I have been trying to figure out how to follow the rules. There are rules about how to write and what to say so that Google will like you. Your title should be a certain number of characters, and you should end the first paragraph with a keyword. Images should have alt tags (whatever those are) and the readability index should be a certain number. Bloggers want to work within the Google algorithm, which is basically an automatic grading system like high school.

I have been trying to work within the internet guidelines for my church’s web and Facebook presence. Did you know 40% of younger church attenders choose a church based on its presence on the internet and through a cool mobile device app? I have been thinking about how to inform young people about our faith community. I want to mentor them about our church and a relationship with Jesus. I want to emphasize the importance of the fellowship and connection, and dare I say, networking which happens within the community of believers? 

Did you know, that 60% of “good jobs” (I do not know what constitutes a good job.) are obtained through knowing someone or knowing someone who knows someone who knows about the job? Or that getting a job as a personal referral means you will be paid 20% more?

Church is relevant in many ways, not just in job hunting. Church is relevant to the individual soul. I need church for my soul. Spiritual guidance, companionship, and nurturing can happen within the structure of “church” especially when we have difficult trails to navigate.

I don’t know about you, speaking for myself, I have had a rough summer. I’d be interested to know your list.

My list: Getting ready for our daughter’s wedding at our farm. Health questions and medical appointments. Changes in relationships, lots of other changes, too. My parents declining wellness. My own aging process. Getting ready for a wedding at my house, Oh! I said that already. 

This summer my journal is curling from emotions and adjustments and the workload of a long project list woven into these events.

The amazing thing has been grace. Amazing grace. I have been able to move through this summer with peace in my heart. (Well, except for this past Monday, I had a meltdown, and I’m blaming hormones for that one. Sorry Mark!)

I highly recommend stepping into a study of grace, the beautiful grace of God. I also recommend spiritual practices:

Prayer, mindful presence, and constant expressions of gratitude.

I have been grateful for “Prayer and Yoga” meditation, good friends, solid family ties.

Because I recommend stepping into a study of grace, I'm putting action into the recommendation. I'm reading Lee Strobel's book, "A Case for Grace" and encourage you to do the same and reach out to discuss it with me. Even though google won't be impressed with this blog, I know God's grace keeps pace with everything we face. Let's dig deeper into the gift together.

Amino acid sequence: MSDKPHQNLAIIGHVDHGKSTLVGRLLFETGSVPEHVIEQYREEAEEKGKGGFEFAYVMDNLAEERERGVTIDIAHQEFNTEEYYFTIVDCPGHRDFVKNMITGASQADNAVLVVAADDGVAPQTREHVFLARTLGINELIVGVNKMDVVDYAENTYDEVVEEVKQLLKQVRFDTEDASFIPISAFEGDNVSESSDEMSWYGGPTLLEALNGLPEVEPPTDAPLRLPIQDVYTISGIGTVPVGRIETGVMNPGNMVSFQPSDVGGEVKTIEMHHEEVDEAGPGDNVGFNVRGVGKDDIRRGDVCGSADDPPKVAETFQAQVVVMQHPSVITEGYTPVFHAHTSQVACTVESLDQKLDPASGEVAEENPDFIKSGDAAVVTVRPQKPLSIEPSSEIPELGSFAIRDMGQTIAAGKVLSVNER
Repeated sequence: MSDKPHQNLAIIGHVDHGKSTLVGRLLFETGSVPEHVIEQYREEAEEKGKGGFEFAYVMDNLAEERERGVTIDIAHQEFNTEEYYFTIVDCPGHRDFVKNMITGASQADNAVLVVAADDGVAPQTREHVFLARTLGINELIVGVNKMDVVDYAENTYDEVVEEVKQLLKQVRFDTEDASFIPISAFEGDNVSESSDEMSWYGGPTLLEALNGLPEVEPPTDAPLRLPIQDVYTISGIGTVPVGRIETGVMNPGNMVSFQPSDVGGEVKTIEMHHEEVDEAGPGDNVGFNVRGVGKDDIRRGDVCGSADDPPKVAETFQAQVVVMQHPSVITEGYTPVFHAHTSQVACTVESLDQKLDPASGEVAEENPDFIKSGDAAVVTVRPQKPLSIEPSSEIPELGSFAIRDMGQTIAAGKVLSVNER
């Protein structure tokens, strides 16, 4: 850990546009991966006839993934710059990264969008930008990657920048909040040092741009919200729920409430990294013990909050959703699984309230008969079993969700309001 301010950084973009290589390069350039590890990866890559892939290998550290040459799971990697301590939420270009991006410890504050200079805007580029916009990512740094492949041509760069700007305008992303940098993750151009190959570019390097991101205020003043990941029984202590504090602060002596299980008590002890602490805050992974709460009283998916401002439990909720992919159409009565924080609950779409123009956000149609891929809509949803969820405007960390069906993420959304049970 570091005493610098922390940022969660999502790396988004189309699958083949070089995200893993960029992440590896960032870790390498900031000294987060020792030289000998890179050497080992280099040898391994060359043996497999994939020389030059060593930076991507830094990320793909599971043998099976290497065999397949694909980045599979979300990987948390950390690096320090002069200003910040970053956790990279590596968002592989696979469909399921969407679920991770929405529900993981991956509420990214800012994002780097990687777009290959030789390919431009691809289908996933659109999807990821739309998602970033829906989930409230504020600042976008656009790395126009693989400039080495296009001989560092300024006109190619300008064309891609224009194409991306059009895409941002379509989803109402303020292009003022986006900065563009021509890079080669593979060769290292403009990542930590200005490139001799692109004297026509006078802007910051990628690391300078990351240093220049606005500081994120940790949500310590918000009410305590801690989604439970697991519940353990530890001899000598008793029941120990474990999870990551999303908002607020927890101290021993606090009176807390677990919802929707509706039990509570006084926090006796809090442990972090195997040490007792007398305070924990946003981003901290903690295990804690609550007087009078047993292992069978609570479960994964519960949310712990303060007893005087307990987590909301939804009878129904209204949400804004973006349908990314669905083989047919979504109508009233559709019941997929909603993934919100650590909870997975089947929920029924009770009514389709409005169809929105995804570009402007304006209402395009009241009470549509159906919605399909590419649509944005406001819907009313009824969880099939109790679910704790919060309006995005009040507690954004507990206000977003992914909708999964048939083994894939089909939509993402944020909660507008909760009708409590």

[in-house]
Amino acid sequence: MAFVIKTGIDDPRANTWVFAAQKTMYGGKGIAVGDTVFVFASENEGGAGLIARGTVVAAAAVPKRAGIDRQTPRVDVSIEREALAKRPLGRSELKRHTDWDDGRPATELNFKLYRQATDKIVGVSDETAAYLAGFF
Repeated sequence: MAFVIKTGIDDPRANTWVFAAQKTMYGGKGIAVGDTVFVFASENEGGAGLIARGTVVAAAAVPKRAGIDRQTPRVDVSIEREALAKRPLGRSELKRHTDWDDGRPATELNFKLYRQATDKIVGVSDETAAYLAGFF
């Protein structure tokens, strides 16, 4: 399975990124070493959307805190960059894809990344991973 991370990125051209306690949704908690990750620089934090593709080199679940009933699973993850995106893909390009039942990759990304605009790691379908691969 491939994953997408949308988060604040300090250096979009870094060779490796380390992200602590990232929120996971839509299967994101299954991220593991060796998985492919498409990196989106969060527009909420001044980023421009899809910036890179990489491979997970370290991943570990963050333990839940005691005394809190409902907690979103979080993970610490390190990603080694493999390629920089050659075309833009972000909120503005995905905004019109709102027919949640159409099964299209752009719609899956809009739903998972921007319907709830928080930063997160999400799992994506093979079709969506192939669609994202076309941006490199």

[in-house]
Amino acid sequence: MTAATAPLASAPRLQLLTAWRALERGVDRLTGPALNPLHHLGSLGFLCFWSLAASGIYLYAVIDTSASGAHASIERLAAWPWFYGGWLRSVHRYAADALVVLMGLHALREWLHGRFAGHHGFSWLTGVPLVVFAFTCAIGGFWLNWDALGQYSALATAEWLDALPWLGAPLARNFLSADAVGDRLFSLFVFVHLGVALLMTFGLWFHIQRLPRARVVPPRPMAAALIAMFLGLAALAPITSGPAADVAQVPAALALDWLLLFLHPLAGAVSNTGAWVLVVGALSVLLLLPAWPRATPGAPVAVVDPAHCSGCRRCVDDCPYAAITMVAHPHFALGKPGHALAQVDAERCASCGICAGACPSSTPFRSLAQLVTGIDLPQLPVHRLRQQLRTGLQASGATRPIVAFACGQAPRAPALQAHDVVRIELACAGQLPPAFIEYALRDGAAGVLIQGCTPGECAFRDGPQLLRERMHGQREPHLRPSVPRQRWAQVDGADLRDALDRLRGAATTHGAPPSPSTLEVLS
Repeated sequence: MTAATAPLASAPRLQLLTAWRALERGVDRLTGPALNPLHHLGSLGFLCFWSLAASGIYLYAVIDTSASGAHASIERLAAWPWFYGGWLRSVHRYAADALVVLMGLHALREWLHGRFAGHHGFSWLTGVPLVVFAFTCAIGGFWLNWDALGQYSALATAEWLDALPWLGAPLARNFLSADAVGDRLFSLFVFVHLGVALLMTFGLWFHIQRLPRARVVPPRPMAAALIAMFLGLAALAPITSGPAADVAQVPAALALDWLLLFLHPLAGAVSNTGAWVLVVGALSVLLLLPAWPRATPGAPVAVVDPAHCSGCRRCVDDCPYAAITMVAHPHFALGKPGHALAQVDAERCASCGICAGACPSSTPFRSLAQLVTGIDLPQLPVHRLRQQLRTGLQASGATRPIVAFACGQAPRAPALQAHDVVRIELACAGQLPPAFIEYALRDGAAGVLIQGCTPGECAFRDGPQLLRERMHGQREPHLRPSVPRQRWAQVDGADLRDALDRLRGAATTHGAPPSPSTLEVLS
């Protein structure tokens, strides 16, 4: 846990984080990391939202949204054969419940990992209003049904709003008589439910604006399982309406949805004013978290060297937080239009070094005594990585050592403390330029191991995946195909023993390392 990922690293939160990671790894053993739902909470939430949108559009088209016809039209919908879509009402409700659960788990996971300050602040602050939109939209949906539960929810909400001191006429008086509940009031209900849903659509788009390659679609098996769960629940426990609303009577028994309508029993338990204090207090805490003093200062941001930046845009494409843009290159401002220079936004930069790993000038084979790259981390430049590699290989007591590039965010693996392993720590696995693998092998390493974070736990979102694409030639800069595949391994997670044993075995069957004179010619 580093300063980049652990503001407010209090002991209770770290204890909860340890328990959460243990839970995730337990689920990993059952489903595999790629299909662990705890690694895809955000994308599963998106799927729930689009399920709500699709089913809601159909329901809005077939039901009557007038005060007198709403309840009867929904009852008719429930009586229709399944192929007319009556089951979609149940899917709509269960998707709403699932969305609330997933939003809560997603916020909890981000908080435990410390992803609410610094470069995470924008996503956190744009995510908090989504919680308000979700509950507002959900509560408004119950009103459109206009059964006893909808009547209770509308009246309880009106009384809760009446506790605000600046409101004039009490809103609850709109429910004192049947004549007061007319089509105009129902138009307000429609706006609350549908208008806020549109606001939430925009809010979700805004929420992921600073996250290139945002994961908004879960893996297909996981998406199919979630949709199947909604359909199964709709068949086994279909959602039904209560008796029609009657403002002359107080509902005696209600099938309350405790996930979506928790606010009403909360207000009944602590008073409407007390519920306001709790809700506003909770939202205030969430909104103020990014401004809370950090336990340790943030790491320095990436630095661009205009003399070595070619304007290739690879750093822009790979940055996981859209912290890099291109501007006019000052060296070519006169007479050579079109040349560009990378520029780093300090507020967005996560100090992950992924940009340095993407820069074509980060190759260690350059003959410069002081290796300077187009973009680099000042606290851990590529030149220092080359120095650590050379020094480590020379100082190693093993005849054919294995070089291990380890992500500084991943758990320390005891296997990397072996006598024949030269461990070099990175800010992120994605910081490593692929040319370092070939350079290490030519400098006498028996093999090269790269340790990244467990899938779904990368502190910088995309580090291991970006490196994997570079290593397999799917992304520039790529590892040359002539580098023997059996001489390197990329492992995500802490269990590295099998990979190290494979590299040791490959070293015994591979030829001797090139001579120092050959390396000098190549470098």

In Christ,

Pastor Melinda


Got Talent?

July 16, 2016

If you can't excel with talent, triumph with effort

-Dave Weinbaum

(I copied this idea from my coach. She writs great daily inspiration and I want to give her credit. Thanks Biz at getyourthinon.com!)

If you ask me, I have limited talents. 

I love writing, but I am not an amazing writer.

I love reading, and I can read fast, I just don't retain everything I read (That is why I always focus on ONE idea from the books and articles I read, and I take notes and use sticky tabs so I can re-read the notes and remember.)

I love music- I don’t play instruments or sing on key. (Except I can play the top part of 'Heart and Soul’ on the piano and 'Boil Down Them Cabbages' on the fiddle and ‘Charge’ on the trombone)

You know what is important in my "don'ts" ... I don't quit trying.

Just because I am not good at something, like painting, I love to paint; walls, cabinets, fences…(If I want it to look good, I hire someone to do it with or for me,) still I haven’t quit painting. And neither should you!

I don't think so. And neither should you!

The effort will help us succeed!

This is why the apostle Paul wrote “pray without ceasing” and "desire God always” to remind us to keep at it. John Wesley our Methodist founder taught the means of grace for living a Christ filled life. We are to make efforts to  pray, give, witness our faith to others, go to church and faith community activities, and serve. 

This is a busy summer, a lot is scheduled and will come to pass by September 22 when fall begins. Where will your efforts find you in 12 weeks?

(I hope to play several songs on the fiddle, and maybe a debut performance for Christmas!)

May you triumph with effort in Jesus' name!

Pastor Melinda